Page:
Flowers and other plants would seem to be a part of nature. But not so, if it’s a petunia called Candy Bouquet and sold in garden shops. This flower, magenta and yellow, was bred in Germany by growers who manipulated the pollen to create a new color combination. Is the new design nature’s work, or can it be patented as being of human origin? The answer is important, says Marvin Miller, a market researcher. People are doing less gardening than before, so competition for remaining customers is fierce. (“A Fight over Petunia Look-alikes,” by Susan Decker and Matthew Townsend, Bloomberg Businessweek, May 10-22, 2016,pg. 32.) Now the courts will have to decide when a flower is a flower.
We humans are good at painting ourselves into definitional corners. In 1890, a corporation was a business. Today, a corporation is a person, endowed with an inalienable right to free speech. Fair enough. We’re struggling to live with that, though it goes against common sense. The question that follows is, “How do we define ‘free speech’?” The query becomes more pressing as cities pass ordinances that could be construed as limiting speech. One of the hot button debates is about panhandling.
In 2013, Don Norton and his wife, Karen, tired of being arrested for begging in Springfield, Illinois, found an attorney willing to argue that begging was protected under the First Amendment. The attorney won his case. Frank Easterbrook, federal appeals court judge, sums the ruling up this way: “Any law distinguishing one kind of speech from another by reference to its meaning now requires a compelling justification.” (“Brother, We Can Ask You to Spare a Dime,” by Tim Jones and Greg Stohr, Bloomberg Businessweek, May 10-22, 2016, pg. 39.)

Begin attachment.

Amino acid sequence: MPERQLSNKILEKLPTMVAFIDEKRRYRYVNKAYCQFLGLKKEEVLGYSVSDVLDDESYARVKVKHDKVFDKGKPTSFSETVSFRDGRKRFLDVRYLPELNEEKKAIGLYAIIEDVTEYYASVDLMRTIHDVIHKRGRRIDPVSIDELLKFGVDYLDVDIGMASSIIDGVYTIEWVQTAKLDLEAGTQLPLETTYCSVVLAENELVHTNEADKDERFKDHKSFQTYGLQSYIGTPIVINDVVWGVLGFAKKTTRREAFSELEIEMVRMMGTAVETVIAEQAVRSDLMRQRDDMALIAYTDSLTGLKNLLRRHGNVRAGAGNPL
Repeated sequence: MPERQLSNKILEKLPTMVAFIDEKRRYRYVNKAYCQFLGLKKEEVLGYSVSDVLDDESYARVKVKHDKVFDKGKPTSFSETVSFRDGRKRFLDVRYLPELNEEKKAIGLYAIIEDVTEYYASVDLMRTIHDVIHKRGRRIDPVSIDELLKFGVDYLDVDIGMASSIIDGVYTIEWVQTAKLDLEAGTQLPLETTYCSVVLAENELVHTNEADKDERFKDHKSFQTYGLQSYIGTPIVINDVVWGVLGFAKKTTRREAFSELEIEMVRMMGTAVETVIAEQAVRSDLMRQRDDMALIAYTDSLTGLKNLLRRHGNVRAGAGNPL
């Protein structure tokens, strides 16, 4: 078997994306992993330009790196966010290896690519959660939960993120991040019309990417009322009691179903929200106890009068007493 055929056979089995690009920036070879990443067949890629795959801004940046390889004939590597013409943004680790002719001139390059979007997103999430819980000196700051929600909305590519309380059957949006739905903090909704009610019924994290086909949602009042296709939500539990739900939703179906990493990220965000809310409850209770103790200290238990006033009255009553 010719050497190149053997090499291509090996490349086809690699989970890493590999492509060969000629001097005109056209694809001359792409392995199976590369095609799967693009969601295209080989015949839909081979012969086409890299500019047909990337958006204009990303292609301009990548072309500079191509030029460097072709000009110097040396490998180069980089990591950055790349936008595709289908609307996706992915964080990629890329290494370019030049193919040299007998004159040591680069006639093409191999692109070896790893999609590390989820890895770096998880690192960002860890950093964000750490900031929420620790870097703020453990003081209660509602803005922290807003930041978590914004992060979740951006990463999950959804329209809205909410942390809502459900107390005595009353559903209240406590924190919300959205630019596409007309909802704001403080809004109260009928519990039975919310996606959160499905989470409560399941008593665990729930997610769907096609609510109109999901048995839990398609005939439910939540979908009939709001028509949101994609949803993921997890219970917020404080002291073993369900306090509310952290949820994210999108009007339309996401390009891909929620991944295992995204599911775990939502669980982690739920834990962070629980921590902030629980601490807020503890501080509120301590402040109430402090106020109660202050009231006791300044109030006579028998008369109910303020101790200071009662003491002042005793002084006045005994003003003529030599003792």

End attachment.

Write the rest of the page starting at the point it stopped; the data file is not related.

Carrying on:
Restaurant owners, trying to protect customers as they dine al fresco, don’t call panhandling a First Amendment right. They call it harassment, a punishable crime. (Ibid, pg. 39.) Mark Weinberg, the attorney for Norton and his wife thinks otherwise. “There is no compelling economic interest that justifies squelching free speech. (Ibid pg. 39.) Girl Scouts, who sell cookies on the street, would be obliged to agree with him.
For the moment, panhandling is protected under the First Amendment. I’m waiting to see what happens in cities across the nation when prostitutes begin standing on street corners, carrying a sign that reads, ‘Honey, can you spare a cuddle?”